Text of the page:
Recently the Café ran an essay on “pub theology” and questions were asked, around the edges, about meeting in bars and how that might affect those who are in recovery from alcohol addiction. On Twitter some questions have been raised about the prevalence of jokes about how drunk clergy and laity have been the night before or at meetings. How can the church strike a balance around responsible drinking of alcohol? Does your church offer equally attractive alternative beverages in places where alcohol is served?
Can social media be used to raise or further reflect on the questions? Meredith Gould offers some ideas:
God only knows what Bill W. and anyone else involved with writing The Twelve Steps and Twelve Traditions would have included had the Internet been invented by 1952. Until now, I haven’t spent a lot of time contemplating this counter-factual. Now, thanks to ongoing situations and recent events, I’m pondering how social media might be used as tool for recovery.
Some situations have been on my radar for the 5+ years I’ve been actively engaged with (contemporary) social media. On Twitter this includes observing circling-the-drain behavior that sometimes shows up as a near-constant stream about what the person is hoping to drink, is drinking (while posting increasingly incoherent tweets), or drank.
On rare occasions, I’ve seen people in this category tweet about feeling crappy the next day without connecting the dots between feeling that and their drinking. I’ve also observed the swift segue into defensive public outrage when their public blahblahblah is questioned as…questionable.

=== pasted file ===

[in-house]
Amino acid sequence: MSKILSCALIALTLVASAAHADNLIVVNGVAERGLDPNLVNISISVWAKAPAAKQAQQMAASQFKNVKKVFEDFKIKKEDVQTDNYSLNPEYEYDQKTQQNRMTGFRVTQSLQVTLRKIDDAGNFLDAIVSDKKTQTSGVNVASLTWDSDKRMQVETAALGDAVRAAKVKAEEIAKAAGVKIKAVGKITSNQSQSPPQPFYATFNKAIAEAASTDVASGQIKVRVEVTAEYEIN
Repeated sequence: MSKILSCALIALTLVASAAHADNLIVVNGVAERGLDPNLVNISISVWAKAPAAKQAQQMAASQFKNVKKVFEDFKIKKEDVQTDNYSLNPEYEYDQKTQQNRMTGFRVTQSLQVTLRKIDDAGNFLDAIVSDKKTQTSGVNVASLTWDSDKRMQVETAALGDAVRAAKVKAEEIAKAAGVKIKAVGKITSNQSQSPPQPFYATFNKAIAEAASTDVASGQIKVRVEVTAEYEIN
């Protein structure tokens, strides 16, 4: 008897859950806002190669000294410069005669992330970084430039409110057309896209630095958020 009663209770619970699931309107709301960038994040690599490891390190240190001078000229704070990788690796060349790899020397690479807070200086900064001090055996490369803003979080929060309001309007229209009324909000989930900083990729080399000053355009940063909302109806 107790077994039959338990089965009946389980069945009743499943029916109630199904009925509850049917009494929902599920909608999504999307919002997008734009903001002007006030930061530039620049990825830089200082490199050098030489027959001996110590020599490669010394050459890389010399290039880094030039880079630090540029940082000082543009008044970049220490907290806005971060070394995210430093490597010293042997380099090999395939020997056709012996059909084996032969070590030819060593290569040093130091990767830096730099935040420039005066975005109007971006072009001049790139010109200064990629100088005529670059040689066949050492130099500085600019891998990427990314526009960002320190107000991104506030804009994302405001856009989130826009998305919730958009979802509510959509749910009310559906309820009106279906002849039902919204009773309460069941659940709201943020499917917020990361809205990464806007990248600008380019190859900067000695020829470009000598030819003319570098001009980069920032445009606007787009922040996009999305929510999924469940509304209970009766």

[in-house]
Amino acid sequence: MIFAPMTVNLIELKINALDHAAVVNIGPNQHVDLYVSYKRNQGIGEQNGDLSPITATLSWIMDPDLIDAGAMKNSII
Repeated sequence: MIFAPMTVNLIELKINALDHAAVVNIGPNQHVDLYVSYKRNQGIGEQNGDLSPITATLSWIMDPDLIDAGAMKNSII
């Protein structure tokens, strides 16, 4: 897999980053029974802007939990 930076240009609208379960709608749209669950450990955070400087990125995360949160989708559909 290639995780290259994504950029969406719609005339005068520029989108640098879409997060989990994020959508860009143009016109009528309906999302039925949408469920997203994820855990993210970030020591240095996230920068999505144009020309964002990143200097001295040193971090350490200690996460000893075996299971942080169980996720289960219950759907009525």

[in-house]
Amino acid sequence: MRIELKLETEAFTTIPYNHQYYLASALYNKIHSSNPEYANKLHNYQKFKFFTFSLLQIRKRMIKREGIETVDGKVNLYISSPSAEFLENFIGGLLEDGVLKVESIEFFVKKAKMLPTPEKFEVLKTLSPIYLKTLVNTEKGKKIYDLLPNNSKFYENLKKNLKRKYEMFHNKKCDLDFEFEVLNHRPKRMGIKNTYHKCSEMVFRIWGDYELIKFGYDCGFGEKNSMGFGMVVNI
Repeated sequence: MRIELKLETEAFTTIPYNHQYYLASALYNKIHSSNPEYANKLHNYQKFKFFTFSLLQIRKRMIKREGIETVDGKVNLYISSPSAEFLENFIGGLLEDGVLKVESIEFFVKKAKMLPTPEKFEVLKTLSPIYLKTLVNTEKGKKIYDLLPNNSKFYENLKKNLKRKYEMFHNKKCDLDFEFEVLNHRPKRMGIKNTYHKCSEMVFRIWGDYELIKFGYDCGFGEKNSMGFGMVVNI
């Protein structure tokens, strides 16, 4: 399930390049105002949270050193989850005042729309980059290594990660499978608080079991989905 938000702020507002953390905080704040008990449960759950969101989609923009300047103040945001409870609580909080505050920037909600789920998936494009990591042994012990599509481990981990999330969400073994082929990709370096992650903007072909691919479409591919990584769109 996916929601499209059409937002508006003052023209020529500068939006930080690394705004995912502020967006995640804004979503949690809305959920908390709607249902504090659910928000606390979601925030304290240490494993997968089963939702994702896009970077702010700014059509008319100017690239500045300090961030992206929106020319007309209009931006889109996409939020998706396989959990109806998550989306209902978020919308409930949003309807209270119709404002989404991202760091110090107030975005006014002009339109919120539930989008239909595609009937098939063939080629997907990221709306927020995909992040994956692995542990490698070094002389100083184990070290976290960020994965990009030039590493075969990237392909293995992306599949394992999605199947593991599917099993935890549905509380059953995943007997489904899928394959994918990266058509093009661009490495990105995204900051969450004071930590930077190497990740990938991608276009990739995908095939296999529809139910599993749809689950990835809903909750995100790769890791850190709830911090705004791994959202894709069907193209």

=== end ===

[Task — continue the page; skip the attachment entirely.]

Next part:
Gould notes, a call to ministry- lay or ordained – does not exempt people from alcoholism or other addictions. She offers reflections on addiction, intervention and recovery from a place of having “been there”:
And so here I am, someone with double-digit recovery called to digital ministry, offering these suggestions for using social media to work Step 12 and maintain hard-earned sobriety
Use the tools of social media to minister to those who are acting out on social media, especially the “back channel” (i.e., direct messages on Twitter, private messages on Facebook); also links to informative, educational resources.
Pull screen shots (or maybe create a Storify?!?) of (wet/dry) drunk tweets to document what’s going on, then email them to the person. Think of this as a virtual intervention which, like face-to-face interventions may/may not work. As we know, people do not sober up because other people beg or threaten.
Become sensitive to Program language encoded in tweets and reach out to find others in recovery. Send a back channel note asking, “Are you a friend of Bill W.?” and then if they are, consider them your online go-to people for near real-time support and accountability.
Either block or remove from view (e.g., in a Tweetdeck or Hootsuite column) people whose acting out puts your serenity and therefore sobriety at risk.
Add tweets and Facebook posts to practicing “restraint of tongue and pen.” And you’ll screw that up, so remember to add online activity to your Step Ten practice of taking a personal inventory and promptly admitting wrongs.
In addition to being a “walking copy of the Big Book,” become a cyber one.
Read more here.